Lower Leg and Ankle. Walking Gait Stance Phase Heel-strike Midstance Toe-off Swing Phase.
Chapter 17 - The Foot, Ankle, & Lower Leg
The Ankle & Lower Leg Bones: Tibia (Medial Malleolus) Fibula (Lateral Malleolus) TalusCalcaneus (Heel Bone) Ankle Ligaments (Lateral & Medial)
Plantar warts Caused by a virus that is contracted through direct contact. Showers and locker rooms Located on the bottom “plantar” aspect of the foot.
Ankle Sprain MOI: 85% inversion, 15% eversion Deltoid stronger than lateral ligaments Fibula longer than tibia S/S: pain, swelling, discoloration,
The Foot & Ankle. 1/4/20162 Bony Anatomy of the Foot.
Posterior and Anterior Anatomy of the Leg and Ankle
Ankle and Foot Assessment
Chapter 11 The Ankle and Foot Joints
MOST COMMON INJURY GROSS AND FUNCTIONAL ANATOMY OF THE ANKLE JOINT.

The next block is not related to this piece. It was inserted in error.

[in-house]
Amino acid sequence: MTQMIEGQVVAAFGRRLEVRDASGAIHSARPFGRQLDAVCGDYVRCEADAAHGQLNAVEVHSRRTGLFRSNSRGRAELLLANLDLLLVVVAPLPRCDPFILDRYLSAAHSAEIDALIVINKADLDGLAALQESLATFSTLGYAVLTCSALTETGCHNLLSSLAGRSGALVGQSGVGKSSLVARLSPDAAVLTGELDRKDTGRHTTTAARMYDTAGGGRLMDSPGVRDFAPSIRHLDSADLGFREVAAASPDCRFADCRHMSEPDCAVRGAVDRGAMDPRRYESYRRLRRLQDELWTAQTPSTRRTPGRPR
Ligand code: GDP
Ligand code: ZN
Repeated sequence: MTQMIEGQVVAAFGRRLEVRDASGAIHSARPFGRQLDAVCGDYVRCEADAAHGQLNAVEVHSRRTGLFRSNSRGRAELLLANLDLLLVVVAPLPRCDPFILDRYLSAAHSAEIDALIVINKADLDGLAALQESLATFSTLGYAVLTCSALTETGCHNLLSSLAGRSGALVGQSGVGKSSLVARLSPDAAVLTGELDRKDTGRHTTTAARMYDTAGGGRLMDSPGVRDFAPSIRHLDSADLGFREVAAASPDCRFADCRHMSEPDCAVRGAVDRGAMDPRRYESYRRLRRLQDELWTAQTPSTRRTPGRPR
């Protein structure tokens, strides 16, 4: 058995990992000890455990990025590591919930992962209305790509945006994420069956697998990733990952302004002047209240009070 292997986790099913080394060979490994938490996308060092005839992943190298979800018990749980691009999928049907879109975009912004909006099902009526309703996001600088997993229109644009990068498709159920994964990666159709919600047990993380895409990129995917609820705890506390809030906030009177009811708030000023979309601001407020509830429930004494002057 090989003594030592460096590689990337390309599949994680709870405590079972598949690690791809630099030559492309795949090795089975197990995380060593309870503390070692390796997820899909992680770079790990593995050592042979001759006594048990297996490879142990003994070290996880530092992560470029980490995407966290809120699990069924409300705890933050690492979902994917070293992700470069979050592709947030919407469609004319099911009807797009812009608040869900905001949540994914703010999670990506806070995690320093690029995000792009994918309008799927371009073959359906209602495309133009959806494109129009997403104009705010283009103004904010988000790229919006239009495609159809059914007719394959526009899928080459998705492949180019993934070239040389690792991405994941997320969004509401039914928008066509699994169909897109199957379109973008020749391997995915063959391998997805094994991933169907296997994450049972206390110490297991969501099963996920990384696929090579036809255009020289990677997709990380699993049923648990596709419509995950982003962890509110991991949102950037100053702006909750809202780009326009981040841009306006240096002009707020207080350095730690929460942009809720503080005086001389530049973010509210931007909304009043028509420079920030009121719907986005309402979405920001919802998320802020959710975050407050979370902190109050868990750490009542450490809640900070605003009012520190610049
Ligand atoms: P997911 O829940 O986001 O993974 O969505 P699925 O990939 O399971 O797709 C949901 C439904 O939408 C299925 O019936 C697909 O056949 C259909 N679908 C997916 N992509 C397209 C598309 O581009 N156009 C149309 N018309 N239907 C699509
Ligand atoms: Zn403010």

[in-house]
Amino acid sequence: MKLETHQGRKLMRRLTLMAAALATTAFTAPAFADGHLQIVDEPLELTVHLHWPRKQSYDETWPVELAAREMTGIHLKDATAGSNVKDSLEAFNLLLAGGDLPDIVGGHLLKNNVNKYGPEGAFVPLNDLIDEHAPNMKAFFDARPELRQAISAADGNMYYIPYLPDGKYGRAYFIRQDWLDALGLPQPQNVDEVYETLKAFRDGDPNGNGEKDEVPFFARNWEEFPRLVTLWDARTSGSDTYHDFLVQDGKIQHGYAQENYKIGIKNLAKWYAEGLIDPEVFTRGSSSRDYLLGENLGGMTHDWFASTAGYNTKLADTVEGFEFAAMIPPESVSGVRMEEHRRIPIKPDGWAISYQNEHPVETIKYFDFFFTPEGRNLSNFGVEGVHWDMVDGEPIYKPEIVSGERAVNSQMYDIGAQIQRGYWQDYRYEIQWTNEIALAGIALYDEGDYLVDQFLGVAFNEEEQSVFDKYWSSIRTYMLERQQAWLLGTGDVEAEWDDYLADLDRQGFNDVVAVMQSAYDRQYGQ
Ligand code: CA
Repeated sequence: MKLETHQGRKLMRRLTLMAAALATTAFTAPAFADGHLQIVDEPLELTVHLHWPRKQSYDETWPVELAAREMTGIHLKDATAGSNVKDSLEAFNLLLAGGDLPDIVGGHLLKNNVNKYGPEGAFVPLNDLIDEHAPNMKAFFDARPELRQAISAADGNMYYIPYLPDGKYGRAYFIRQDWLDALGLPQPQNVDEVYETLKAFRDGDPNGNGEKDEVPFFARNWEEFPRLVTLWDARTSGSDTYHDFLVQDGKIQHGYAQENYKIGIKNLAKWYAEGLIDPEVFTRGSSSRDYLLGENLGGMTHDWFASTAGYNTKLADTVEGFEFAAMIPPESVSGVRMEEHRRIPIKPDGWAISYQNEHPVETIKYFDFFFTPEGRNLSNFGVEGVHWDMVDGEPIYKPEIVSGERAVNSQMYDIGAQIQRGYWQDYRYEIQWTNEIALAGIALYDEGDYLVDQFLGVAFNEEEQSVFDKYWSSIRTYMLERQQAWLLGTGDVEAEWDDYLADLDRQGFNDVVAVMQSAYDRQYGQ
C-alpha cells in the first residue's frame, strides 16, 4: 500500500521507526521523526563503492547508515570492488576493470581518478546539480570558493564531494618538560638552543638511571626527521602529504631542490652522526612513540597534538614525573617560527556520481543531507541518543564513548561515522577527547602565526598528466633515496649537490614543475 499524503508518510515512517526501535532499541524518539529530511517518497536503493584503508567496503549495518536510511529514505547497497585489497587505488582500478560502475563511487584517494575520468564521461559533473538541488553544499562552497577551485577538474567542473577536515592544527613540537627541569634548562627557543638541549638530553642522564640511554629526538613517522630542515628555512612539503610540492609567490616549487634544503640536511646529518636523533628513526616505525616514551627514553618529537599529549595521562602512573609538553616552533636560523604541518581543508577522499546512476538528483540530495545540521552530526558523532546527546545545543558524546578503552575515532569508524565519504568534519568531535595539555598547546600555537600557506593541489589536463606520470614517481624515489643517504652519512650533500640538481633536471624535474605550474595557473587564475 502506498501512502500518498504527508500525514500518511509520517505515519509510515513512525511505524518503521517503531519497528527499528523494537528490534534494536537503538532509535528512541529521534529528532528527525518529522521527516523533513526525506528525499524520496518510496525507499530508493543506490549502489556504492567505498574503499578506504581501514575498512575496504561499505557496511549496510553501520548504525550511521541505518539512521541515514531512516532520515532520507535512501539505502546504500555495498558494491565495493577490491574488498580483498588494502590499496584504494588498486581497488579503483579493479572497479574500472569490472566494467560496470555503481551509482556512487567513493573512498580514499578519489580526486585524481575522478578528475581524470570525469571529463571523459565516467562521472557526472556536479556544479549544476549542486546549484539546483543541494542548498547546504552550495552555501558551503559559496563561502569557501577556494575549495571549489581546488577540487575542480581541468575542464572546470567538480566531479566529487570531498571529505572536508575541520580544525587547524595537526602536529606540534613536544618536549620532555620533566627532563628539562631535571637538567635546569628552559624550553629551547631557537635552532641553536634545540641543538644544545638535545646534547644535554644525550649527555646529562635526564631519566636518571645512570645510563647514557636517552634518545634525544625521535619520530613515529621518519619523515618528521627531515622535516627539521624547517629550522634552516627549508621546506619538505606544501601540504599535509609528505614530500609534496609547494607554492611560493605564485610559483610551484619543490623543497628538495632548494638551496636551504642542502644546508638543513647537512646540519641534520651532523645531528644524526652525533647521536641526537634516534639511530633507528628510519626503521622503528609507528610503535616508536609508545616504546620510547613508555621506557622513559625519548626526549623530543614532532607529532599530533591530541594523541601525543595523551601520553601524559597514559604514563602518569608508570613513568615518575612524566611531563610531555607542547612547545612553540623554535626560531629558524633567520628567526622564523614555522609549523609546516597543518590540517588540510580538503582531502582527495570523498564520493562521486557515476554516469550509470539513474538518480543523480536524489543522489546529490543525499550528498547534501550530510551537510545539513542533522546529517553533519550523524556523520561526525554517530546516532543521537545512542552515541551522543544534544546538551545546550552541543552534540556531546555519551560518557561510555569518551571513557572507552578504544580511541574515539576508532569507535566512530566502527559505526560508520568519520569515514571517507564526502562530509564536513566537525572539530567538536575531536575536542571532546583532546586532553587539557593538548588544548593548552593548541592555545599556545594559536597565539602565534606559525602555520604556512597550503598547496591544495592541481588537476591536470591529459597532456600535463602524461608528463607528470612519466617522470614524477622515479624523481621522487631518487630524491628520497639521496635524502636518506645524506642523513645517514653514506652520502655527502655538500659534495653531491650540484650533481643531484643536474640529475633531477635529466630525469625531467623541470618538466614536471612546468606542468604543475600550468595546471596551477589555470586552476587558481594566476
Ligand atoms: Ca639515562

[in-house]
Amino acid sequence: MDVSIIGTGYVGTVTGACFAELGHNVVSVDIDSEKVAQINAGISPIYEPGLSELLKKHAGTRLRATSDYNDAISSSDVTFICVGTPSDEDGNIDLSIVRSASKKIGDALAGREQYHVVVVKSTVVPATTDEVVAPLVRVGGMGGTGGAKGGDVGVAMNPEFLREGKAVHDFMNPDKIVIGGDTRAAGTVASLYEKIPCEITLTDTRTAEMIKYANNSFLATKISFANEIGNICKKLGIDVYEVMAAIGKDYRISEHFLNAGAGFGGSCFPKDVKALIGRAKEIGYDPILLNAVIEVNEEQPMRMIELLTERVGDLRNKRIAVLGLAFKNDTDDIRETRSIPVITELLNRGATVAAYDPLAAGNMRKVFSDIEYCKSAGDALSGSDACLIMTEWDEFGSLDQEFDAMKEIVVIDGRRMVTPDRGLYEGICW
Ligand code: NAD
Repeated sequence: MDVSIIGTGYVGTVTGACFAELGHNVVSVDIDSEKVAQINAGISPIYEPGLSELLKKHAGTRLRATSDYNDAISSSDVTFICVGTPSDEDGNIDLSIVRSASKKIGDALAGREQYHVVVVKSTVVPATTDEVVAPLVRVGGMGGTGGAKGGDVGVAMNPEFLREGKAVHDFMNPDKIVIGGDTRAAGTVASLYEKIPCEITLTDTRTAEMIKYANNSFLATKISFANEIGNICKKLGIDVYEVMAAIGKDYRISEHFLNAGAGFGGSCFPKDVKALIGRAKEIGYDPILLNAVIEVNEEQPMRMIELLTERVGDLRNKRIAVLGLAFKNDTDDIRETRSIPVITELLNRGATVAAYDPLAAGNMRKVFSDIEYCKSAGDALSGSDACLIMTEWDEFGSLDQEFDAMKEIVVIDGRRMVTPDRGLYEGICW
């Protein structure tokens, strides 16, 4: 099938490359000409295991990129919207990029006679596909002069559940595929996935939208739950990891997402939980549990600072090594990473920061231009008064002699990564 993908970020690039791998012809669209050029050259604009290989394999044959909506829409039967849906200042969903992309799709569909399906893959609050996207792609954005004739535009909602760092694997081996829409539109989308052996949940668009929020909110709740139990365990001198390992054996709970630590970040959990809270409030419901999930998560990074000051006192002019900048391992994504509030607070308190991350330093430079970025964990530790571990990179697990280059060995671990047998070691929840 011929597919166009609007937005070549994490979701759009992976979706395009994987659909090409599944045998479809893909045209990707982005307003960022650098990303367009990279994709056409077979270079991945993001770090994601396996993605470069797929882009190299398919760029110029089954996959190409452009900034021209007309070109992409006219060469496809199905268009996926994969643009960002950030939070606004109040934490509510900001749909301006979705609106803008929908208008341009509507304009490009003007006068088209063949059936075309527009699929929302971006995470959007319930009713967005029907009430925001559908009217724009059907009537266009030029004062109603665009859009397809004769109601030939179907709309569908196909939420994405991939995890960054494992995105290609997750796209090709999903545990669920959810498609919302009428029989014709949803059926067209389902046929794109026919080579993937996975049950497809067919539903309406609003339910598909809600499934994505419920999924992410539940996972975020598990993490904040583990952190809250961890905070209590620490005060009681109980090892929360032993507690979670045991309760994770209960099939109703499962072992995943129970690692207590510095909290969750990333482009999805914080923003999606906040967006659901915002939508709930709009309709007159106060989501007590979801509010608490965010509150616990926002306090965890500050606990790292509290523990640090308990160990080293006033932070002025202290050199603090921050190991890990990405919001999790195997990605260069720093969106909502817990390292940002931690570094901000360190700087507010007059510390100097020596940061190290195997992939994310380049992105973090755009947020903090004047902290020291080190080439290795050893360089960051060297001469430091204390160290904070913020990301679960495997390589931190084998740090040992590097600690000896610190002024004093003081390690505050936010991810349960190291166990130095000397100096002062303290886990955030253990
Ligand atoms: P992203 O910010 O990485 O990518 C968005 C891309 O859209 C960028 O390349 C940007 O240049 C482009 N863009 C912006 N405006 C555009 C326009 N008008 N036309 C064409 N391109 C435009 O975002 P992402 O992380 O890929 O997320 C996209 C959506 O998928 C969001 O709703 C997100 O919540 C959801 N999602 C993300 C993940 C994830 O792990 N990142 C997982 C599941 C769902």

MUSCULAR SYSTEM DISORDERS OF ASSOCIATED STRUCTURES SLO 5.
HARMELING PHYSICAL THERAPY
Foot & Lower Leg.
Objectives Understand: Identify: Recognize:
5 th MT Avulsion Fx MOI › Ankle forced into inversion, muscle contract so forcefully to stabilize the lateral aspect of ankle, that peroneus.
© 2010 Delmar, Cengage Learning 1 © 2011 Delmar, Cengage Learning BELLWORK Name as many injuries to the foot, ankle, or lower leg that you have heard of.
H. Muscles that move the foot and toes 1. Anterior compartment a. Tibialis anterior- dorsiflexes and inverts foot 1. Originates from lateral condyle of.
The Ankle and Lower Leg Injuries. Prevention: –Heel cord stretching Before and after activity –Strength training Achieving static & dynamic joint stability.
Prevention and Treatment of Injuries
Causes, Symptoms, and Treatment
HE92: Sports Medicine Final Fall Semester Review #2.
WINDSOR UNIVERSITY SCHOOL OF MEDICINE
Dr. SREEKANTH THOTA DEPARTMENT OF ANATOMY Lower limb LEG.
INJURY DIAGNOSIS AND TREATMENT REMEMBER, WE ARE NOT DOCTORS!! We can help NARROW down injuries and give basic first aid… ALWAYS CONSULT A DOCTOR!